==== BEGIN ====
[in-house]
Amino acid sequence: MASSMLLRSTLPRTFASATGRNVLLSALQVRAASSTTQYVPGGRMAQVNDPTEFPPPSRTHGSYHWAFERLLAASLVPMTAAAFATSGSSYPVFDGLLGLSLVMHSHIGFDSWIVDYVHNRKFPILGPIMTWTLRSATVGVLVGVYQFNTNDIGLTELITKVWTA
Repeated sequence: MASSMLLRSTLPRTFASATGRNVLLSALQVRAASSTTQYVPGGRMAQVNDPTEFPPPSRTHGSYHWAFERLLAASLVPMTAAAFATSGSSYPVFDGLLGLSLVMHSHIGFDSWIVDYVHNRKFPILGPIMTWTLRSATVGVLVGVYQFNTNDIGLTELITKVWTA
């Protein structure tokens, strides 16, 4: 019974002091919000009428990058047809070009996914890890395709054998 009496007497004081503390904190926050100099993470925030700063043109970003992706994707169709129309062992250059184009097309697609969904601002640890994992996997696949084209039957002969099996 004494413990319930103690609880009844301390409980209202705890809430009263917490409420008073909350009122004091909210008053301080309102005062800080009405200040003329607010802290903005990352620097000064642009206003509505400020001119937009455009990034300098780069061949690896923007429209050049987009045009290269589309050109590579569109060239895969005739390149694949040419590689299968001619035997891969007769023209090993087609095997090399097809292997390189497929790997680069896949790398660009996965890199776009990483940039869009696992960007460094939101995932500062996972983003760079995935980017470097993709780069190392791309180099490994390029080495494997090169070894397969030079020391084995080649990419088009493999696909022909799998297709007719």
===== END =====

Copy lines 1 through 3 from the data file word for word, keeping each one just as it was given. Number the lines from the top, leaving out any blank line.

[in-house]
Amino acid sequence: MASSMLLRSTLPRTFASATGRNVLLSALQVRAASSTTQYVPGGRMAQVNDPTEFPPPSRTHGSYHWAFERLLAASLVPMTAAAFATSGSSYPVFDGLLGLSLVMHSHIGFDSWIVDYVHNRKFPILGPIMTWTLRSATVGVLVGVYQFNTNDIGLTELITKVWTA
Repeated sequence: MASSMLLRSTLPRTFASATGRNVLLSALQVRAASSTTQYVPGGRMAQVNDPTEFPPPSRTHGSYHWAFERLLAASLVPMTAAAFATSGSSYPVFDGLLGLSLVMHSHIGFDSWIVDYVHNRKFPILGPIMTWTLRSATVGVLVGVYQFNTNDIGLTELITKVWTA